If we put the liturgy into any one of them at any time,
we will have to be continually adapting according to semantic
requirements. So it is not surprising that there must be
endless committees set up for this, and that priests no
longer have time to say Mass.
When I went to see His Holiness
Pope Paul VI at Castelgandolfo in 1976, I said to him,
“I do not know if you are aware, Your Holiness, that there
are now officially thirteen Eucharistic prayers in France.”
The Pope raised his arms heavenward and exclaimed, “More
than that, Your Excellency, more than that!” This gives
me the basis for asking, would there be so many if the liturgists
were required to compose in Latin? Besides these formulas
put into circulation--after being printed here, there or
anywhere--we would have to mention also the canons improvised
by the priest during the celebration and everything he introduces
from the “penitential preparation” to the “dismissal of
the assembly.” Do you think he could do this if he had to
officiate in Latin?
Another external sign against
which opinion has solidified is the wearing of the cassock--not
so much in church or in visits to the Vatican as in everyday
life. The question is not of the most fundamental importance,
yet it has great symbolic value. Every time the Pope mentions
this--and Pope John Paul II has done so repeatedly--howls
of protest are heard from the ranks of the clergy. In this
connection I read in a Paris newspaper this statement from
an avant-garde priest: “This is childishness... in France,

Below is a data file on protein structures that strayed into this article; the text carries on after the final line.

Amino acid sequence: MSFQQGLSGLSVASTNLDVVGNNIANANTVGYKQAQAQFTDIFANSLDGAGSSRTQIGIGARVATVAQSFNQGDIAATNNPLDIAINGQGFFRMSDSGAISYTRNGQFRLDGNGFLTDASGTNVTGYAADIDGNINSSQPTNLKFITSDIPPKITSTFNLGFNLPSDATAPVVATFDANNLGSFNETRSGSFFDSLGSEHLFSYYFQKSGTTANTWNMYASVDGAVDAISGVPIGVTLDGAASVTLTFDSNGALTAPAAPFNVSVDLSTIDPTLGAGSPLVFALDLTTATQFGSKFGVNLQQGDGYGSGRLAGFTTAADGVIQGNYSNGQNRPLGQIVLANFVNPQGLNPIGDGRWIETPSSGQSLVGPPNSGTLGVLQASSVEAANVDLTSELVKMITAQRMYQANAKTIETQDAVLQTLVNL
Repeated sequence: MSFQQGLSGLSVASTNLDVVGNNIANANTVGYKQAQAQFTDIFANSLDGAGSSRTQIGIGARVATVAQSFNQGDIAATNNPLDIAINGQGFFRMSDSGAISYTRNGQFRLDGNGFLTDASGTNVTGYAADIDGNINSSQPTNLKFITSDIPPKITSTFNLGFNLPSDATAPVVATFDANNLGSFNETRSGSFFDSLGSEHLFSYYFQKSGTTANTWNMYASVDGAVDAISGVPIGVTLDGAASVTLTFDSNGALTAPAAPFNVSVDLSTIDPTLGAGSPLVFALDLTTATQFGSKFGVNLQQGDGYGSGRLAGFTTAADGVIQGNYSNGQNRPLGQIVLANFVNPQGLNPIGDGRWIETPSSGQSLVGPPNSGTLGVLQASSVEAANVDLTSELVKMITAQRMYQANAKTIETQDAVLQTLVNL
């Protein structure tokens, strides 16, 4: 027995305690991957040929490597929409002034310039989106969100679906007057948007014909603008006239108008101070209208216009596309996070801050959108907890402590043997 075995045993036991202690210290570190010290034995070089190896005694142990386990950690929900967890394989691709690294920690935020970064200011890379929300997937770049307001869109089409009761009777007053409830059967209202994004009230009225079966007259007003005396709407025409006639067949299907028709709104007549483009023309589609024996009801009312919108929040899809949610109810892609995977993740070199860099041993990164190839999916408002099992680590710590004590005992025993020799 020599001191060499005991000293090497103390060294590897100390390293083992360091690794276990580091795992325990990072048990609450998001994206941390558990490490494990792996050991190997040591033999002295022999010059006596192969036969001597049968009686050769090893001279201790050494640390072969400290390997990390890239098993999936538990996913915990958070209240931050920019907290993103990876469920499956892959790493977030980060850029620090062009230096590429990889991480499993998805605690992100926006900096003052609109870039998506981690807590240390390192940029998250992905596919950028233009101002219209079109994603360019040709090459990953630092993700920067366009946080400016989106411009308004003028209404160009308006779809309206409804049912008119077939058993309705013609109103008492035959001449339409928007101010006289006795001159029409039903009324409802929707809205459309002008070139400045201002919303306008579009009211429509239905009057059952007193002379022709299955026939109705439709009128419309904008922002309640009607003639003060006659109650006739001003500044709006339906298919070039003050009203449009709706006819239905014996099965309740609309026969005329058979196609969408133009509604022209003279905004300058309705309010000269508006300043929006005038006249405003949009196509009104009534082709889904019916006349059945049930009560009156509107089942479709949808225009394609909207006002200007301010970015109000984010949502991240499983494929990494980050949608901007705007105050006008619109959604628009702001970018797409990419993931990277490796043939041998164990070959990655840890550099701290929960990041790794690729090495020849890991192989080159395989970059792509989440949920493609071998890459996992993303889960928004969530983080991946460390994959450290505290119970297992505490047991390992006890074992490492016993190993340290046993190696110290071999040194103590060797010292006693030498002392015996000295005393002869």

wearing a recognizable uniform is meaningless, because there
is no need to recognize a priest on the street. Quite the
contrary: the cassock or Roman collar creates a barrier...
the priest is a man like anyone else. Of course he is president
of the Eucharistic Assembly!”
This “president of the Eucharistic
assembly” is here expressing ideas that are contrary to
the Gospel and to clearly recognized social realities. In
all religions, leaders wear distinctive signs. Anthropology,
which is now all the rage, is there to prove it. Among
Muslims you see differences in dress: collars and rings.
Buddhist monks wear saffron-colored robes and shave their
heads. Young people associated with this religion can be
seen on the streets of Paris and other large cities, and
their appearance evokes no criticism.
The habit identifies the cleric
or the religious, as a uniform identifies a soldier or a
policeman. But with a difference: these latter, in representing
the civil order, remain citizens like other people, whereas
the priest is supposed to keep his distinctive habit in
all phases of life. In fact, the sacred mark he received
at ordination means that he is in the world but not of the
world. We know this from St. John: “You are not of the
world; I chose you out of the world” (15:19). His habit
should be distinctive and at the same time reflect the spirit
of modesty, discretion and poverty.
Secondly, the priest has the
duty to bear witness to Our Lord. “You are My witness...
men do not put a lamp under a bushel.” Religion should not